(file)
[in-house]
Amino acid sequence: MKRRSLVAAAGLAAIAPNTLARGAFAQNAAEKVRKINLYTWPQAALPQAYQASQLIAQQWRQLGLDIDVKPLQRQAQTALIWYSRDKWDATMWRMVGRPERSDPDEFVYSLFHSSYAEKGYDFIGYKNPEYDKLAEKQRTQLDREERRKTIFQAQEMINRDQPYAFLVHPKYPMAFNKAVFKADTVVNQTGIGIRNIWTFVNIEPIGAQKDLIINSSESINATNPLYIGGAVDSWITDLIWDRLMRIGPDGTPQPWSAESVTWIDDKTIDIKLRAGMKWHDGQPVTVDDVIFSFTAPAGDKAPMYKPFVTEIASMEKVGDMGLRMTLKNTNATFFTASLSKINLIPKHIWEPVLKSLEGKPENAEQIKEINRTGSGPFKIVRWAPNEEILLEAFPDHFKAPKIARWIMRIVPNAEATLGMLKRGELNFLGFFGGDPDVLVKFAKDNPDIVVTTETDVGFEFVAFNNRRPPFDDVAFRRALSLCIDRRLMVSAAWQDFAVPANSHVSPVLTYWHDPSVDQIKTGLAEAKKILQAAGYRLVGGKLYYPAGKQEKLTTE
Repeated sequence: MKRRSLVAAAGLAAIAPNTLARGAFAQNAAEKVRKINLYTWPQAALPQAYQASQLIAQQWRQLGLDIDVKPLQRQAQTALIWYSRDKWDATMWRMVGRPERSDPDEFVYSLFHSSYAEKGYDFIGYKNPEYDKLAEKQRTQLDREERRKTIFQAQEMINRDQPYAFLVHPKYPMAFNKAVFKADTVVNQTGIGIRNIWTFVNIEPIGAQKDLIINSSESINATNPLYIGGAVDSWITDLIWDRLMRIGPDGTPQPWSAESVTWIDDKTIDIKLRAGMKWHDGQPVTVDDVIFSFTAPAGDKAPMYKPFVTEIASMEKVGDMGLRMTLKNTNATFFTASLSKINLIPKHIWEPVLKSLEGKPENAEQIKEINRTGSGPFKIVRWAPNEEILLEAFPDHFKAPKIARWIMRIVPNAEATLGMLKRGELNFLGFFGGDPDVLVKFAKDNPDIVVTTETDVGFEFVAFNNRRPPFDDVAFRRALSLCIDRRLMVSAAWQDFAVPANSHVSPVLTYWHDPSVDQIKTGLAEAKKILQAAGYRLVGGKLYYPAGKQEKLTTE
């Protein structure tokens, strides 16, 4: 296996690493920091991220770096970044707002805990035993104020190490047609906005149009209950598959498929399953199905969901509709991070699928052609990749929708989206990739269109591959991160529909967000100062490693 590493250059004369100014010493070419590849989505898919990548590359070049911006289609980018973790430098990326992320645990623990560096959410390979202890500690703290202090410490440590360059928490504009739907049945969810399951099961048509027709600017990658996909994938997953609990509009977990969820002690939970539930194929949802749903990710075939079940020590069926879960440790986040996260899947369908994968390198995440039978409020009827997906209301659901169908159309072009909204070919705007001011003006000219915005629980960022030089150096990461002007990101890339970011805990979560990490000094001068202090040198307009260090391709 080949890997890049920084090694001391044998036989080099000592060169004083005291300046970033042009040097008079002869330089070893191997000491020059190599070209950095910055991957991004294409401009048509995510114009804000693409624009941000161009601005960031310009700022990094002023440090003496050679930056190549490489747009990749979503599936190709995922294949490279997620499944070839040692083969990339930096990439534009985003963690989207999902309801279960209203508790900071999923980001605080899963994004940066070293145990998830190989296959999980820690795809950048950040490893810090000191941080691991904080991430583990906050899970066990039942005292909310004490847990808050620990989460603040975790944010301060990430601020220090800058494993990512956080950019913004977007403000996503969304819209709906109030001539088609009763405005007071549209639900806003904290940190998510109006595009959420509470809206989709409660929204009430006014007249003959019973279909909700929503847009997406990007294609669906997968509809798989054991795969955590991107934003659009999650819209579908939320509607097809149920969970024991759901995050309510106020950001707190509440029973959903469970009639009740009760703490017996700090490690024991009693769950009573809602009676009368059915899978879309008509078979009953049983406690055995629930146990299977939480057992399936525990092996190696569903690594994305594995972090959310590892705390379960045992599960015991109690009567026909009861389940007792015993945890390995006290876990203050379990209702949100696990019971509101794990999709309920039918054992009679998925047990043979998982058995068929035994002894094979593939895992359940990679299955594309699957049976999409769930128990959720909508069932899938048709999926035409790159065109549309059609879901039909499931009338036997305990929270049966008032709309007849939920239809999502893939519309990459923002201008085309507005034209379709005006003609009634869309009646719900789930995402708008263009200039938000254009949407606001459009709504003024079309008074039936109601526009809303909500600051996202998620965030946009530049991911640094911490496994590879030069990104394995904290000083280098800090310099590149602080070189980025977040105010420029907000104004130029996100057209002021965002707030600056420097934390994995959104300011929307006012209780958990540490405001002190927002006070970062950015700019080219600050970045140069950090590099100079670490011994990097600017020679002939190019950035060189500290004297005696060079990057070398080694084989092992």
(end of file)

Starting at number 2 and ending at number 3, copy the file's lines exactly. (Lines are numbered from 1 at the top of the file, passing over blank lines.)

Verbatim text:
Amino acid sequence: MKRRSLVAAAGLAAIAPNTLARGAFAQNAAEKVRKINLYTWPQAALPQAYQASQLIAQQWRQLGLDIDVKPLQRQAQTALIWYSRDKWDATMWRMVGRPERSDPDEFVYSLFHSSYAEKGYDFIGYKNPEYDKLAEKQRTQLDREERRKTIFQAQEMINRDQPYAFLVHPKYPMAFNKAVFKADTVVNQTGIGIRNIWTFVNIEPIGAQKDLIINSSESINATNPLYIGGAVDSWITDLIWDRLMRIGPDGTPQPWSAESVTWIDDKTIDIKLRAGMKWHDGQPVTVDDVIFSFTAPAGDKAPMYKPFVTEIASMEKVGDMGLRMTLKNTNATFFTASLSKINLIPKHIWEPVLKSLEGKPENAEQIKEINRTGSGPFKIVRWAPNEEILLEAFPDHFKAPKIARWIMRIVPNAEATLGMLKRGELNFLGFFGGDPDVLVKFAKDNPDIVVTTETDVGFEFVAFNNRRPPFDDVAFRRALSLCIDRRLMVSAAWQDFAVPANSHVSPVLTYWHDPSVDQIKTGLAEAKKILQAAGYRLVGGKLYYPAGKQEKLTTE
Repeated sequence: MKRRSLVAAAGLAAIAPNTLARGAFAQNAAEKVRKINLYTWPQAALPQAYQASQLIAQQWRQLGLDIDVKPLQRQAQTALIWYSRDKWDATMWRMVGRPERSDPDEFVYSLFHSSYAEKGYDFIGYKNPEYDKLAEKQRTQLDREERRKTIFQAQEMINRDQPYAFLVHPKYPMAFNKAVFKADTVVNQTGIGIRNIWTFVNIEPIGAQKDLIINSSESINATNPLYIGGAVDSWITDLIWDRLMRIGPDGTPQPWSAESVTWIDDKTIDIKLRAGMKWHDGQPVTVDDVIFSFTAPAGDKAPMYKPFVTEIASMEKVGDMGLRMTLKNTNATFFTASLSKINLIPKHIWEPVLKSLEGKPENAEQIKEINRTGSGPFKIVRWAPNEEILLEAFPDHFKAPKIARWIMRIVPNAEATLGMLKRGELNFLGFFGGDPDVLVKFAKDNPDIVVTTETDVGFEFVAFNNRRPPFDDVAFRRALSLCIDRRLMVSAAWQDFAVPANSHVSPVLTYWHDPSVDQIKTGLAEAKKILQAAGYRLVGGKLYYPAGKQEKLTTE